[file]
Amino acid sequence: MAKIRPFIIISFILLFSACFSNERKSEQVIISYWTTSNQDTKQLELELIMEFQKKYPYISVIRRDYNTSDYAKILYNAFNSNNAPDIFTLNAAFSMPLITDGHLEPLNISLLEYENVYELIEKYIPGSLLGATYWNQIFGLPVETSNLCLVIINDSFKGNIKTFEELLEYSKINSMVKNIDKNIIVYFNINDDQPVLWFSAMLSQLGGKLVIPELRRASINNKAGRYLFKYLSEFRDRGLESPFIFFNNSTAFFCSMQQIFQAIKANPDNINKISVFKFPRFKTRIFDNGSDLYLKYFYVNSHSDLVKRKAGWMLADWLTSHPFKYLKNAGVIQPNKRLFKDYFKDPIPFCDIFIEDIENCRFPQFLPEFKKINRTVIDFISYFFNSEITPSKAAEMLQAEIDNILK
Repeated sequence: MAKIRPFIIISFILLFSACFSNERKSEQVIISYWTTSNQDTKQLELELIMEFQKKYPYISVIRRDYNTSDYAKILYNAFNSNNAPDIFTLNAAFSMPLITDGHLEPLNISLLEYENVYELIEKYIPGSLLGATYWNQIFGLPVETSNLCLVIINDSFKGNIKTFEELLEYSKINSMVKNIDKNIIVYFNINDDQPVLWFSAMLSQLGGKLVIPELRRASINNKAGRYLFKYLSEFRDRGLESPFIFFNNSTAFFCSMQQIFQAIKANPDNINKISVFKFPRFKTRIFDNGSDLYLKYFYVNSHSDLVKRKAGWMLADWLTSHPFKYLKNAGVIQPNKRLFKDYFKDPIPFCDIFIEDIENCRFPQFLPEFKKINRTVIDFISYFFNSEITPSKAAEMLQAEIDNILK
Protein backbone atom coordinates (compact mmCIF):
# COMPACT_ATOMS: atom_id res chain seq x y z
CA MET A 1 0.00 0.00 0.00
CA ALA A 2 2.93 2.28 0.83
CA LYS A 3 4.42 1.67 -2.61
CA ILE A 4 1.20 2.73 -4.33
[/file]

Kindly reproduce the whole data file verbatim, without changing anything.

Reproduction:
Amino acid sequence: MAKIRPFIIISFILLFSACFSNERKSEQVIISYWTTSNQDTKQLELELIMEFQKKYPYISVIRRDYNTSDYAKILYNAFNSNNAPDIFTLNAAFSMPLITDGHLEPLNISLLEYENVYELIEKYIPGSLLGATYWNQIFGLPVETSNLCLVIINDSFKGNIKTFEELLEYSKINSMVKNIDKNIIVYFNINDDQPVLWFSAMLSQLGGKLVIPELRRASINNKAGRYLFKYLSEFRDRGLESPFIFFNNSTAFFCSMQQIFQAIKANPDNINKISVFKFPRFKTRIFDNGSDLYLKYFYVNSHSDLVKRKAGWMLADWLTSHPFKYLKNAGVIQPNKRLFKDYFKDPIPFCDIFIEDIENCRFPQFLPEFKKINRTVIDFISYFFNSEITPSKAAEMLQAEIDNILK
Repeated sequence: MAKIRPFIIISFILLFSACFSNERKSEQVIISYWTTSNQDTKQLELELIMEFQKKYPYISVIRRDYNTSDYAKILYNAFNSNNAPDIFTLNAAFSMPLITDGHLEPLNISLLEYENVYELIEKYIPGSLLGATYWNQIFGLPVETSNLCLVIINDSFKGNIKTFEELLEYSKINSMVKNIDKNIIVYFNINDDQPVLWFSAMLSQLGGKLVIPELRRASINNKAGRYLFKYLSEFRDRGLESPFIFFNNSTAFFCSMQQIFQAIKANPDNINKISVFKFPRFKTRIFDNGSDLYLKYFYVNSHSDLVKRKAGWMLADWLTSHPFKYLKNAGVIQPNKRLFKDYFKDPIPFCDIFIEDIENCRFPQFLPEFKKINRTVIDFISYFFNSEITPSKAAEMLQAEIDNILK
Protein backbone atom coordinates (compact mmCIF):
# COMPACT_ATOMS: atom_id res chain seq x y z
CA MET A 1 0.00 0.00 0.00
CA ALA A 2 2.93 2.28 0.83
CA LYS A 3 4.42 1.67 -2.61
CA ILE A 4 1.20 2.73 -4.33